Just about everybody. There are too many companies to name, so let us just look at the main sectors under threat.
The music industry, video, postal, books, newspapers, printing, real estate, travel and accommodation are well documented.
The establishment music publishing industry is still fighting back and the main music publishers are again looking at technology solutions like watermarks to stop peer to peer sharing, but this is unlikely to succeed, even if and when they win a few high profile court cases.
The musicians themselves are being far more creative about production and engagement, and continually explore new ways to create, produce, share and distribute their material. Promotion and marketing is difficult in a world of multiple channels, but imagination and social media offer collaborative options.
Apple understood the new game in 2001 and stole the high ground with iTunes.
Apple didn't try to protect an existing business model...it changed it. It let customers become the publishers themselves and never looked back. That apparently "simple" solution actually required completely understanding that the customer had changed. The power had shifted. iTunes was then simply a smart response to the new customer perspective.
That understanding alone is something that vendors in many sectors still struggle with.
For the power shift to the customer has to be properly, completely and thoroughly understood before vendors can begin to create strategies to stay engaged. Most vendors just pay lip service to it, think that social media is customer engagement...then move on.
Video publishing has been hit the same way as music.
And video production has also been impacted by the availability of low price, high quality video and editing equipment that is now freely accessible and easy to use. The gap between broadcast quality and home video is extremely small and now anybody can be a video producer, or even a video publisher and distributor through YouTube.
Goodbye to all the video production companies that used to be found across Australia. Those that still exist have transformed dramatically in focus, to becoming equipment and studio hire companies. The volume of corporate work dried up.
The postal industry has been disrupted by email and electronic distribution undermining traditional mail, and has refocused on parcels and ecommerce fulfillment and delivery. Threat and opportunity arrived at the same time.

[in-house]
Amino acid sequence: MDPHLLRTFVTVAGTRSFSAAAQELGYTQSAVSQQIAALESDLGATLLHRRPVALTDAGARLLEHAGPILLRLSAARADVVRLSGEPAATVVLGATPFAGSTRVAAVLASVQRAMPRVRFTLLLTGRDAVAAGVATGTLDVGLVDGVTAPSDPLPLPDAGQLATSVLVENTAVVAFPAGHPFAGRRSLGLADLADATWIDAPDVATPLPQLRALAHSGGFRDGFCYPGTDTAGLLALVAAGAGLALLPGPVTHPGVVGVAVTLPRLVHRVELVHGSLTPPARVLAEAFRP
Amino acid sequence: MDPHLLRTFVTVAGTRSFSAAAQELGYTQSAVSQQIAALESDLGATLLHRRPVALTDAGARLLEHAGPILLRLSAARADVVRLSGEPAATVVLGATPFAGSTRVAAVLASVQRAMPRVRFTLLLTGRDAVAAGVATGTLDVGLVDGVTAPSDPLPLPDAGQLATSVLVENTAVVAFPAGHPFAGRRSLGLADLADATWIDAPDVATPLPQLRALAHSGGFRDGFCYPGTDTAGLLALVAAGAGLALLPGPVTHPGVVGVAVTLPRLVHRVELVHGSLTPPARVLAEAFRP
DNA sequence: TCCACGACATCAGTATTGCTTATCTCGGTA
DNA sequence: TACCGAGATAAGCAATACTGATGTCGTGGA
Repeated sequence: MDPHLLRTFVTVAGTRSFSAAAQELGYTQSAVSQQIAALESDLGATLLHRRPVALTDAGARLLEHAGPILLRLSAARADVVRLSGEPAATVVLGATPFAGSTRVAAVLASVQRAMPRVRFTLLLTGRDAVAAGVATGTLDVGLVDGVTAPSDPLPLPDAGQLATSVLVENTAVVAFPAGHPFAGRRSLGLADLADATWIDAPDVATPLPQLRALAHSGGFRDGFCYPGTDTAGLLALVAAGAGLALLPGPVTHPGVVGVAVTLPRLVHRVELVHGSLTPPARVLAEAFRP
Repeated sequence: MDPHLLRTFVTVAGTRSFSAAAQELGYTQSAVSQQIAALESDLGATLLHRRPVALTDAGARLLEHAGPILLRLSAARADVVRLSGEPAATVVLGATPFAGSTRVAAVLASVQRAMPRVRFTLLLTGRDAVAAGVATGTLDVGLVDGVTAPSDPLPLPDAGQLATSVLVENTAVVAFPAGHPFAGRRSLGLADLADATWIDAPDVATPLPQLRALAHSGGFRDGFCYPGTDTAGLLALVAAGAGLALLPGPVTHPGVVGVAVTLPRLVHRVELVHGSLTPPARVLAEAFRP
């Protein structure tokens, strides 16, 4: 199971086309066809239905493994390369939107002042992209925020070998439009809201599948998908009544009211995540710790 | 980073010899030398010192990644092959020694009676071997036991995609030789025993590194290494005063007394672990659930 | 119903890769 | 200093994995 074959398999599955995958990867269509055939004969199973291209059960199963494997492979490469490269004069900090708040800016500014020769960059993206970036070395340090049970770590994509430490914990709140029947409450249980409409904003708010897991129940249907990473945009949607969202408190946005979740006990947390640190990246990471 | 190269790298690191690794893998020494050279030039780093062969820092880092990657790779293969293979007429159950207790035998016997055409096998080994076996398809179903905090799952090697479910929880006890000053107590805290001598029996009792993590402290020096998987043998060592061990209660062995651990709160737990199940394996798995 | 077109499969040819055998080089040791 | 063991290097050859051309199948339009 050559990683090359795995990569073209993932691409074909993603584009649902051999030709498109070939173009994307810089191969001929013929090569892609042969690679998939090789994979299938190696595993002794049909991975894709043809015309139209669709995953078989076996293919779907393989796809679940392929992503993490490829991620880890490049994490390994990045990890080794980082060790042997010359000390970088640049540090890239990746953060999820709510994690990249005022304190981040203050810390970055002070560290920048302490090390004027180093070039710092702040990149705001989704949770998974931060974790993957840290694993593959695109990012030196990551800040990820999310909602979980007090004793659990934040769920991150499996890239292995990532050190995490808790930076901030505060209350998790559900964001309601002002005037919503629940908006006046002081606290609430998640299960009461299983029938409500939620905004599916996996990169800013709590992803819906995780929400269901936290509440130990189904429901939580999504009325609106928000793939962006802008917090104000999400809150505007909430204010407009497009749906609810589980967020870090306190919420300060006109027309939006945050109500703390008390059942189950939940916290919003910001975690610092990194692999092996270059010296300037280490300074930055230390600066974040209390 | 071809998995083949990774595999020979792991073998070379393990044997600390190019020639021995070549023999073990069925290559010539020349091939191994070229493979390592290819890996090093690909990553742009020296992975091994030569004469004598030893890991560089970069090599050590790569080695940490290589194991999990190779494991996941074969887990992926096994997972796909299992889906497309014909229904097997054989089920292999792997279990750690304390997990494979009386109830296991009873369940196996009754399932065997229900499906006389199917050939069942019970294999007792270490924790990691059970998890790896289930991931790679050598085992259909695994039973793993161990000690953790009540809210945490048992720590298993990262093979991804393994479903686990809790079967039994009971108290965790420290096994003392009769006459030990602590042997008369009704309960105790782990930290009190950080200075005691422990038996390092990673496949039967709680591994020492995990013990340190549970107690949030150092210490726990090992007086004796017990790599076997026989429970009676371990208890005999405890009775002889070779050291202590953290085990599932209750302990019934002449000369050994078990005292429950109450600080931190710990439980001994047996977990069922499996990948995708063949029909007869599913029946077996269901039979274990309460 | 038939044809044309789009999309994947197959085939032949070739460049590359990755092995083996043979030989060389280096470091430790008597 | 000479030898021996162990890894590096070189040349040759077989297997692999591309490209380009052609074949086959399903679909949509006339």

Disruption always knocks incumbents off balance and it has taken postal services worldwide too long to respond positively to the new condition. Without government support it was debatable whether any would survive. In Australia, the final outcome is still in doubt.
Printing is now digital and production costs have dropped dramatically. Digital printing presses are more flexible, easier to use and allow print on demand, small production runs and quick turnaround, local creation and distribution.
Many traditional printers closed the door as a result of the change. Big run print services were also aggregated and delivered from huge subsidised, printing operations in China and other low cost countries across the world.
So some industries are being disrupted by digital hardware and associated software, such as printing presses, digital cameras and editing suites.
Others are being disrupted by the fast exchange of digital information across networks coupled with logistics and delivery. Amazon took advantage of centralised warehousing and efficient fulfillment and delivery services to compete with every bookshop in the world. Once established, Amazon expanded upon the warehousing and delivery capability to sell other products, and they haven't stopped thinking creatively yet.
The traditional newspaper and magazine industries got a double whammy and have been hit by both forces.
Digital printing should have been a boon to the industry, but leadership at the top failed.
CEOs, editors and publishing boardrooms were stuck in a physical distribution mindset and didn't recognise the opportunity when it came knocking on the door.
They learned nothing from iTunes. They could have become the broker for delivering packets of information organised around customer demand. They could have become the ultimate personal magazine and newspaper distributor. But they insisted and still insist on aggregating "pages" of information and articles, under their "banners" and their "columnists" to suit their view not the customer view.